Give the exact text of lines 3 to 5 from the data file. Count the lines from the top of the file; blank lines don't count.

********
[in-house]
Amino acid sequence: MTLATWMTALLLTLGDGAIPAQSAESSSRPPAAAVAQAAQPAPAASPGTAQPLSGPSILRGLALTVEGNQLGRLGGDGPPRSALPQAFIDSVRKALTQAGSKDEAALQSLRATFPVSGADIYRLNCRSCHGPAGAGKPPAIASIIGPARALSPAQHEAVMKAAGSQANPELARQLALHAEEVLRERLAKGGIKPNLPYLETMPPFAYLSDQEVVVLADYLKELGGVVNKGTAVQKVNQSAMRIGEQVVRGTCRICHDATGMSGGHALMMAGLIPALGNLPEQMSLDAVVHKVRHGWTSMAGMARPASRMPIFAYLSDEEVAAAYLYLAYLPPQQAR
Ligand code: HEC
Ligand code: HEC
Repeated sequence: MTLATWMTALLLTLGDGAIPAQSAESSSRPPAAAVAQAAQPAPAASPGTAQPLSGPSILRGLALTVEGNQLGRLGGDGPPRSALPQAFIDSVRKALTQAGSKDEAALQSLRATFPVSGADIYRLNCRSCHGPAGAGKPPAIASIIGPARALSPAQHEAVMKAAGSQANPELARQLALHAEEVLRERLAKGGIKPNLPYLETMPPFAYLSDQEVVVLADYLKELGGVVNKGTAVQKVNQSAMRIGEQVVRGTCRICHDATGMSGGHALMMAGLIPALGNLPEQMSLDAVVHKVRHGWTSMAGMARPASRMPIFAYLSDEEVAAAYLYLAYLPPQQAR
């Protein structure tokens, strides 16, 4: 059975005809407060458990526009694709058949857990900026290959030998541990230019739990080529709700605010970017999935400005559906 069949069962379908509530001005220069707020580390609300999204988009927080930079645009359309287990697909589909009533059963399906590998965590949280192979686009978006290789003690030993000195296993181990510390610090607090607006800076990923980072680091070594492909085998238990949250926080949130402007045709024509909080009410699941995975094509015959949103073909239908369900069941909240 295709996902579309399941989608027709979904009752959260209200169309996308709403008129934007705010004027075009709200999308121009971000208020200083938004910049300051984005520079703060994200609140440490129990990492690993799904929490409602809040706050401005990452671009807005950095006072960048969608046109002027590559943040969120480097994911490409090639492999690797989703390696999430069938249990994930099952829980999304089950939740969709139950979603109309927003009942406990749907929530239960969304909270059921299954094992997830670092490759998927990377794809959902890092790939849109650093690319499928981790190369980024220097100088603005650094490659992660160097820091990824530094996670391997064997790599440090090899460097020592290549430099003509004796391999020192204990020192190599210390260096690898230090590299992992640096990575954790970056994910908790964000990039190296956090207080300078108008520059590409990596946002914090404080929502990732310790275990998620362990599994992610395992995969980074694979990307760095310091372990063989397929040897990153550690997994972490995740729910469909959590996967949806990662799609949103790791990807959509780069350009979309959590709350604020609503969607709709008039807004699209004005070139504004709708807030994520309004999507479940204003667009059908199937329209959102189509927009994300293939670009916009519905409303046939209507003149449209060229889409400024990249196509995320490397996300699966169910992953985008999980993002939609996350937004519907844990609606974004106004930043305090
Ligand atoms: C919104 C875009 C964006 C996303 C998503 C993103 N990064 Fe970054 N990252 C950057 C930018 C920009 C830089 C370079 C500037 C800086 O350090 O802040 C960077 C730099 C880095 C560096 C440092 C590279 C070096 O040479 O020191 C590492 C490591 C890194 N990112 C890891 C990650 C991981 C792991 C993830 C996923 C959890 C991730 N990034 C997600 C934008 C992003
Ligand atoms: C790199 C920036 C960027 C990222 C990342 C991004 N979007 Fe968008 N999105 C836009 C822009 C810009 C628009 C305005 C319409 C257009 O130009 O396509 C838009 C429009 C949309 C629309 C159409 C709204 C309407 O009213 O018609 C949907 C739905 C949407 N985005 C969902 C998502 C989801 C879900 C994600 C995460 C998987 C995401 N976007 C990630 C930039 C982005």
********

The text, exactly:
Ligand code: HEC
Ligand code: HEC
Repeated sequence: MTLATWMTALLLTLGDGAIPAQSAESSSRPPAAAVAQAAQPAPAASPGTAQPLSGPSILRGLALTVEGNQLGRLGGDGPPRSALPQAFIDSVRKALTQAGSKDEAALQSLRATFPVSGADIYRLNCRSCHGPAGAGKPPAIASIIGPARALSPAQHEAVMKAAGSQANPELARQLALHAEEVLRERLAKGGIKPNLPYLETMPPFAYLSDQEVVVLADYLKELGGVVNKGTAVQKVNQSAMRIGEQVVRGTCRICHDATGMSGGHALMMAGLIPALGNLPEQMSLDAVVHKVRHGWTSMAGMARPASRMPIFAYLSDEEVAAAYLYLAYLPPQQAR